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Investigators search for cause in debris of London train crash

September 20, 1997

LONDON (AP) _ Huge cranes maneuvered into position Saturday at Southall station in west London to shift the crushed and mangled cars of a train wreck that killed six people and injured at least 150.

Police teams searched through piles of twisted metal for clues about why a mainline passenger train from western Britain collided with a freight train Friday afternoon.

The site was declared a crime scene, so workers had to wait until officers completed a minute daylight search before the cranes could be used to move the wreckage and free the rail line for weekend traffic.

The driver of the passenger train had been arrested by British Transport Police and questioned about the crash before being released on bail overnight. He remained under investigation for a possible manslaughter charge. Police said the driver, whose identity was not released, had passed an alcohol breath test.

Service was suspended until wreckage strewn across the rail line could be cleared. Two mangled passenger cars lay on their sides and a third sat piggyback on freight cars.

Six of the 13 people who suffered serious injuries in the crash remained hospitalized, two of them in critical condition.

Three investigations were under way _ by the Transport Police, by Railtrack, which is responsible for the track, and by the government’s Health and Safety department.

David Eves of the Health and Safety department said his team had gathered evidence, including signal box recordings, that could provide information on conversations between drivers and signal staff, as well as the signals each train was given.

The driver of the freight train, who also was not identified, was not charged with anything and was no longer being questioned, Transport Police said.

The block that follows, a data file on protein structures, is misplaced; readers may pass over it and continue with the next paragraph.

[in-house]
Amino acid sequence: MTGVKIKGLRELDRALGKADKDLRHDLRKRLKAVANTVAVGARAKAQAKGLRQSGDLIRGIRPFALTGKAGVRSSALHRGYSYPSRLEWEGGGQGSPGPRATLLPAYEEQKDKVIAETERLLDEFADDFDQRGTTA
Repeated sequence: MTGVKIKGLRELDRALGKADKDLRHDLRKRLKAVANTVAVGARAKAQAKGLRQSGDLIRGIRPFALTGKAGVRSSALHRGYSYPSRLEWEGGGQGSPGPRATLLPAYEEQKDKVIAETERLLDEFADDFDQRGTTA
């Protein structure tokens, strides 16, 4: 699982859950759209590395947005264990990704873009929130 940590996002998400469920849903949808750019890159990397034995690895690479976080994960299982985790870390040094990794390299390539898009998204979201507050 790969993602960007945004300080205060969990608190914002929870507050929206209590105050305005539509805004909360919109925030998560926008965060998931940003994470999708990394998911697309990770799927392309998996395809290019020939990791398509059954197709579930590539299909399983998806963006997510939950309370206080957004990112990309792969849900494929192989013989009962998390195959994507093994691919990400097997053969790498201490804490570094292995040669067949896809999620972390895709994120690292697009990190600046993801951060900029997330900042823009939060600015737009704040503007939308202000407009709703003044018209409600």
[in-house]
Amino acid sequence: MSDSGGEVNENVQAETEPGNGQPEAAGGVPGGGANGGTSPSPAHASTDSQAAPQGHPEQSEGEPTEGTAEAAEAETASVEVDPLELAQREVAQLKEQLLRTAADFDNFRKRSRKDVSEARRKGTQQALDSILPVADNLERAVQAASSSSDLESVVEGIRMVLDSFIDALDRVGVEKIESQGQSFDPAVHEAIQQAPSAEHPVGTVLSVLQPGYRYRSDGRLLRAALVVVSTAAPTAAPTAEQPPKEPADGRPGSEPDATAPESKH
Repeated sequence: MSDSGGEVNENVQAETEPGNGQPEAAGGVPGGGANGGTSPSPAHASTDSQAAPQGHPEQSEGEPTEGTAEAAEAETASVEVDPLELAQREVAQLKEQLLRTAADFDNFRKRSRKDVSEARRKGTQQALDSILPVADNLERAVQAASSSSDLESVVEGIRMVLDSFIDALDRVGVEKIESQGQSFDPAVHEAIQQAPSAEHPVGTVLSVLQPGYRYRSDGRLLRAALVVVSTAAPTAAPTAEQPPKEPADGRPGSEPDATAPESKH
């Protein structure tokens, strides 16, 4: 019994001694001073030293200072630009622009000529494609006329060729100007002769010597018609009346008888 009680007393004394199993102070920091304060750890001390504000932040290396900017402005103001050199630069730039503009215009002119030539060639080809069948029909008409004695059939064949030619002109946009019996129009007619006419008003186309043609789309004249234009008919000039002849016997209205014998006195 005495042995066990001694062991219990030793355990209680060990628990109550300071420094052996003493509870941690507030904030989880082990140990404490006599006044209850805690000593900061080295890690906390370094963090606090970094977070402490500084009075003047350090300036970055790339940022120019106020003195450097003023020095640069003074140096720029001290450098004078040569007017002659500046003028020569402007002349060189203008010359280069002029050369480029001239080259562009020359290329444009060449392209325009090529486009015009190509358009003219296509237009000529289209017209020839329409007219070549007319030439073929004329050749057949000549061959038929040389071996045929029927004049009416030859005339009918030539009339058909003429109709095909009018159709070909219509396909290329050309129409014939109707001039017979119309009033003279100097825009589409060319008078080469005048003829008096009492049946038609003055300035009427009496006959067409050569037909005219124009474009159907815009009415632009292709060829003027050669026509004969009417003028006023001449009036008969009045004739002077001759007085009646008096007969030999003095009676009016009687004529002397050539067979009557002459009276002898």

Police finished searching the crash site early Saturday afternoon and freed the area for cleanup, but the heavy work to be done by the cranes could not begin right away because they required hours of assembly.

The last three bodies were removed from the wreckage overnight. Among the six dead was one of Sweden’s most famous broadcast journalists, Marcus Olander _ London correspondent for Swedish radio.

All of the seriously injured were British.

One man with serious chest and leg injuries was reported in critical condition at the New Charing Cross Hospital after a 9 1/2-hour operation. A second man was in critical but stable condition in intensive care at the Royal London Hospital. Four other injured passengers remained hospitalized Saturday; two were released.

About 150 people were slightly hurt, and many other people were able to walk away from the train, shaken but uninjured.

Friday’s accident was the worst rail crash in Britain since December 1988, when three trains collided outside Clapham Junction in south London, killing 35 people and injuring 113.

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